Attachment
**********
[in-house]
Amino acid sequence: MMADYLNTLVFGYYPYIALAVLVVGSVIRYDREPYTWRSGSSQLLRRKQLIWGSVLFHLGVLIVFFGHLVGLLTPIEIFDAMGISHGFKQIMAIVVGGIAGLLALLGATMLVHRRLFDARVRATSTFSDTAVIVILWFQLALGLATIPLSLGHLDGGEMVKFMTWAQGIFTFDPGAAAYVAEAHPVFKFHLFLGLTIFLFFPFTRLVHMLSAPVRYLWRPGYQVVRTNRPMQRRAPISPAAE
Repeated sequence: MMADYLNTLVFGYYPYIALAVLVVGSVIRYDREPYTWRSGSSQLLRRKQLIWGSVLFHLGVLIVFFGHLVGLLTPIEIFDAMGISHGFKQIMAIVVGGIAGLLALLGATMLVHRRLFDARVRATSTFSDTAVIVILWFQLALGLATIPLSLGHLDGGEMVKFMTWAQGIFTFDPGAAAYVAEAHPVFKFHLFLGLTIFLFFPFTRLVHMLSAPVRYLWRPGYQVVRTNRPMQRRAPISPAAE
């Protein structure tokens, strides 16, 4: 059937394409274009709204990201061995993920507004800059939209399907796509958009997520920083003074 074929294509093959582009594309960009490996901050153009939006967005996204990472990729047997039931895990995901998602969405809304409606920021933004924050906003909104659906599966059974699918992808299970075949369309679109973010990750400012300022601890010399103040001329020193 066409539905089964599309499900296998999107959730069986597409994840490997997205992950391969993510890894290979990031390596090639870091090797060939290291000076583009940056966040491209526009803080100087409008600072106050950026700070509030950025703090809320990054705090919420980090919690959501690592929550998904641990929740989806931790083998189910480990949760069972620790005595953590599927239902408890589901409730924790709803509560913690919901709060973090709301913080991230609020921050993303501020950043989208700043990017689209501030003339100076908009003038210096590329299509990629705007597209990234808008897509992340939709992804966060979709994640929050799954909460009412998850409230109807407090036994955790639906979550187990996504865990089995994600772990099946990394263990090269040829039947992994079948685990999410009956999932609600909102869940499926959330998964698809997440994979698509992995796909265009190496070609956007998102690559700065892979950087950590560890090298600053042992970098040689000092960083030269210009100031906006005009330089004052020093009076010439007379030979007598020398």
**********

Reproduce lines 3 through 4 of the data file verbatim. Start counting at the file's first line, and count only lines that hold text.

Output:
Repeated sequence: MMADYLNTLVFGYYPYIALAVLVVGSVIRYDREPYTWRSGSSQLLRRKQLIWGSVLFHLGVLIVFFGHLVGLLTPIEIFDAMGISHGFKQIMAIVVGGIAGLLALLGATMLVHRRLFDARVRATSTFSDTAVIVILWFQLALGLATIPLSLGHLDGGEMVKFMTWAQGIFTFDPGAAAYVAEAHPVFKFHLFLGLTIFLFFPFTRLVHMLSAPVRYLWRPGYQVVRTNRPMQRRAPISPAAE
């Protein structure tokens, strides 16, 4: 059937394409274009709204990201061995993920507004800059939209399907796509958009997520920083003074 074929294509093959582009594309960009490996901050153009939006967005996204990472990729047997039931895990995901998602969405809304409606920021933004924050906003909104659906599966059974699918992808299970075949369309679109973010990750400012300022601890010399103040001329020193 066409539905089964599309499900296998999107959730069986597409994840490997997205992950391969993510890894290979990031390596090639870091090797060939290291000076583009940056966040491209526009803080100087409008600072106050950026700070509030950025703090809320990054705090919420980090919690959501690592929550998904641990929740989806931790083998189910480990949760069972620790005595953590599927239902408890589901409730924790709803509560913690919901709060973090709301913080991230609020921050993303501020950043989208700043990017689209501030003339100076908009003038210096590329299509990629705007597209990234808008897509992340939709992804966060979709994640929050799954909460009412998850409230109807407090036994955790639906979550187990996504865990089995994600772990099946990394263990090269040829039947992994079948685990999410009956999932609600909102869940499926959330998964698809997440994979698509992995796909265009190496070609956007998102690559700065892979950087950590560890090298600053042992970098040689000092960083030269210009100031906006005009330089004052020093009076010439007379030979007598020398």